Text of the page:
By Chris Emma—
GREEN BAY, Wis. (CBS) – Take a stroll up Lombardi Drive heading northwest and you’ll pass by Bart Starr Drive, Reggie White Way and Holmgren Way. Not too far ahead stands Lambeau Field, appropriately the largest building in Titletown.READ MORE: MISSING: Matthew La Luz, 32, Last Seen In Rogers Park, May Need Serious Medical Attention
Even on the dreariest of November days, the Green Bay Packers’ fabled home is visible from just about any unobstructed view in town. The surrounding streets, so quiet when it’s not a Packer game day, bear the names of those who’ve starred on center stage at Lambeau.
There will be a day not too far in the distance in which Lombardi Drive intersects with an Aaron Rodgers Road, honoring the latest great Packer to continue the franchise’s long history of success. But these days around Green Bay are different. Enthusiasm is tepid, and hopes are feeling desperate.
Coach Mike McCarthy, who already has a road named in his honor, is left defiantly defending 24-year-old quarterback Brett Hundley while his Packers fight for another postseason. The dynamic of the NFC North race changed after Rodgers suffered a broken collarbone against the Vikings on Oct. 14. He underwent surgery four days later and may not play again this season.
Fresh off a bye, the Packers are 4-3 and chasing the 6-2 Vikings for first place. The Packers have yet to win in the two contests since Rodgers’ injury and face a matchup against the Lions (3-4) at Lambeau Field on Monday night before a short week of preparation for the Bears (3-5). The division rivals all sense the opportunity without Rodgers.
“We’re going to go out there and we’re going to be a balanced offense, we’re going to be productive and we’re going to win the game,” McCarthy said as he looked ahead to Monday night. “And Brett’s going to lead the charge on offense. That’s the way we’re designed and that’s our approach to this football game.”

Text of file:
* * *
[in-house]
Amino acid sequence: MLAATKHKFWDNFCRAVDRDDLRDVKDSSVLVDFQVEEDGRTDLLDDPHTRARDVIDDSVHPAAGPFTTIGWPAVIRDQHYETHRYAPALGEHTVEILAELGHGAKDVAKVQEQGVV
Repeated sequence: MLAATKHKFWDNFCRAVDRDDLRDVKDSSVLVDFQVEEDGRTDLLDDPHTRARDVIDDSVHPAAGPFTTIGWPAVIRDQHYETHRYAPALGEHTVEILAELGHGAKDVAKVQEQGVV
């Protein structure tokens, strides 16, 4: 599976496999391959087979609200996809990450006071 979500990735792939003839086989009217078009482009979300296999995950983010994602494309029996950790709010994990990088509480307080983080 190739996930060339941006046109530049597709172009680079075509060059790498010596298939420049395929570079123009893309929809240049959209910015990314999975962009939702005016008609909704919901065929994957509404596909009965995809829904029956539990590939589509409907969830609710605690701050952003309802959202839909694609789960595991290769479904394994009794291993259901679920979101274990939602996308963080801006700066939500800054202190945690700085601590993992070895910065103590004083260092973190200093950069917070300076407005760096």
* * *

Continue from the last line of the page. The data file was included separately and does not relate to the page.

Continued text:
Two weeks after a fiery response to questions about the possibility of signing free agent Colin Kaepernick, McCarthy expressed faith in Hundley when asked about reports that Packers management tried to sign Brian Hoyer, released by the 49ers on Monday. He also didn’t confirm or deny the reports to be true.
“The sample size on Brett Hundley is way too small to come to conclusions about what you think he is as a quarterback,” McCarthy said. “I’m fortunate to work with him each and every day. I believe in him as a quarterback.”
Hundley is grateful for the faith of McCarthy in the aftermath of a challenging first start at quarterback. But the only way to keep that faith is by winning football games. Even McCarthy conceded that in his latest offering of praise.
Green Bay has grown accustomed to winning from its quarterbacks. The great Brett Favre led the Packers to 11 playoff appearances, two NFC championships and a Super Bowl title during his 16 years as quarterback. He was followed by Rodgers, who has brought the Packers to the playoffs in eight of his first nine seasons leading the team.READ MORE: Chicago Weather: Spotty Showers Sunday Night, Monday
It’s up to Hundley to make it nine consecutive playoff berths for the Packers and carry on a tradition of excellence for quarterbacks in Green Bay.
“It’s nice my name is Brett,” Hundley joked. “That goes a long way here.”
For all the success enjoyed, the Packers know what it’s like to have their backs against the wall, too. In 2013, then-Bears defensive end Shea McClellin sacked Rodgers and broke his collarbone in Chicago’s win in early November.
The Packers managed to stay alive in the NFC North hunt, and Rodgers returned in Week 17 at Soldier Field, breaking the Bears’ heart with a go-ahead touchdown strike on fourth-and-9 to a wide-open Randall Cobb with 38 seconds left. Rodgers can be designated for a return from injured reserve this season, and the Packers haven’t ruled out a return.
In 2014, after the Packers opened 1-2, Rodgers went before the media with a statement revered in Green Bay: R-E-L-A-X. Sure enough, Green Bay went on to the division title.
And just last November, the Packers were 4-6 when Rodgers expressed confidence that they could run the table. They did just that, winning six straight to finish the regular season and grab the NFC North title.
“Hopefully it’s no different this year,” linebacker Clay Matthews said. “We have to take it year by year, but you have to look at the bigger picture and what we’ve accomplished – good teams find a way to win in tough games and tough spots. This is no different. Obviously, prior years and prior years, but it’s experience to draw from.”
The Packers returned from their bye week refreshed physically and mentally. Matthews spent his time off “really embracing the Wisconsin lifestyle,” as he put it. Hundley spent some time clearing his head before preparing again for his second career start. General manager Ted Thompson was apparently evaluating alternatives at quarterback.
Good vibes filled the Packers locker room as they returned from Wednesday’s work. The Packers stand confident in what’s to come, but Titletown is a darker place this season.
Without Rodgers, hope in Green Bay has already reached its brink.MORE NEWS: At Least 22 People Shot, 3 Killed In Gun Violence In Chicago This Weekend